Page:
Green co-leader Robert Habeck, incoming Chancellor Olaf Scholz (SPD) and FDP leader Christian Lindner after signing the coalition agreement on Tuesday. Photo: picture alliance/dpa | Kay Nietfeld

Track record for stronger leadership

This takes us on to the second point where, for all their prima facie similarity, Scholz and Merkel could not be more different. In Hamburg, Scholz became remembered for his uncomplicated relationship to hierarchies, telling the city’s SPD party conference that “if you want leadership from me, you’ll get it”.

Scholz has more class (and more sense) than to openly criticise a predecessor with whom he worked so well, but he has made clear how his approach differs in inaugural interviews over the last week. Talking to Die Zeit about how he intends to tackle the Covid crisis, for example, he underscored his willingness to speak to citizens directly if the situation demanded it – a well-packaged (and wholly justified) barb at how Angela Merkel, having addressed the nation to such effect in March 2020, then retreated into her Zoom bunker for various performative late-night slanging matches with the heads of state.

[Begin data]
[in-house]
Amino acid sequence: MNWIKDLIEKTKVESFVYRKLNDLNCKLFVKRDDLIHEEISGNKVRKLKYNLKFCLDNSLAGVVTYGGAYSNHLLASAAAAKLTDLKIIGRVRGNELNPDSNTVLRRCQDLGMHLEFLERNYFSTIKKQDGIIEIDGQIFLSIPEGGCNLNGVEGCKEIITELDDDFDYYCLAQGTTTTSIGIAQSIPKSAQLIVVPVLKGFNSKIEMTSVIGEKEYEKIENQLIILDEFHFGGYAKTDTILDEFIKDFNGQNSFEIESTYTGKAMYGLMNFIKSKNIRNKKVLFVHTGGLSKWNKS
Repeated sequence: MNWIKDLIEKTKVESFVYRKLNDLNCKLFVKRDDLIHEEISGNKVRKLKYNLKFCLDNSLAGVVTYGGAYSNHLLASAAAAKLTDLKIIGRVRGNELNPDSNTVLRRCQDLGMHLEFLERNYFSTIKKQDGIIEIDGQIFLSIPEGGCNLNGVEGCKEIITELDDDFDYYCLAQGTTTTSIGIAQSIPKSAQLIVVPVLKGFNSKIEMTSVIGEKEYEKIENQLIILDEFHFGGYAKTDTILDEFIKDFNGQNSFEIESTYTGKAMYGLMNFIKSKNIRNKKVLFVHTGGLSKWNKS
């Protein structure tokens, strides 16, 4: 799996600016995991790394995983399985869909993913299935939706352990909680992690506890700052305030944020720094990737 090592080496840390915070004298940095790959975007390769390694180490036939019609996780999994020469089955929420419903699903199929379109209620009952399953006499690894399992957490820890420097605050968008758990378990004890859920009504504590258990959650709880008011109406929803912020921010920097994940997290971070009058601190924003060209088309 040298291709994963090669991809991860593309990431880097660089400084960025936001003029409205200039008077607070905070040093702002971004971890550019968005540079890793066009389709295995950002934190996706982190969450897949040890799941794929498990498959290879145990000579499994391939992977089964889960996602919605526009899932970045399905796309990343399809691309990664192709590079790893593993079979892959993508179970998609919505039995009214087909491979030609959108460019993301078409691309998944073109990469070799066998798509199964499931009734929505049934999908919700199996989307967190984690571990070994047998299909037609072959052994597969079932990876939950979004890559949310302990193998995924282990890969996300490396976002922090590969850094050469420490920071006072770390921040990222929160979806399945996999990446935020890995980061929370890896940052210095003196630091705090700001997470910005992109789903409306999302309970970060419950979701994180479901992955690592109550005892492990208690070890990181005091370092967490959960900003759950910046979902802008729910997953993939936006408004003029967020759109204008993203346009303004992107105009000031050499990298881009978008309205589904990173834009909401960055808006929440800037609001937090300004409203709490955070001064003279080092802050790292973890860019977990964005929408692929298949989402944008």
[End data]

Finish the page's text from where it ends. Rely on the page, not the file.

Both in immediate coronavirus policy and in wider matters of social, economic, and ecological reform over the coming four years, we can expect to see far stronger leadership from Olaf Scholz than with Angela Merkel, but with all of the same unruffled reliability. While I did not agree with all of Scholz’ policies in Hamburg, and have my doubts about how he views some major issues facing us, it’s still a combination that I personally am looking forward to. “Better the Scholzel you know”, says the German in me.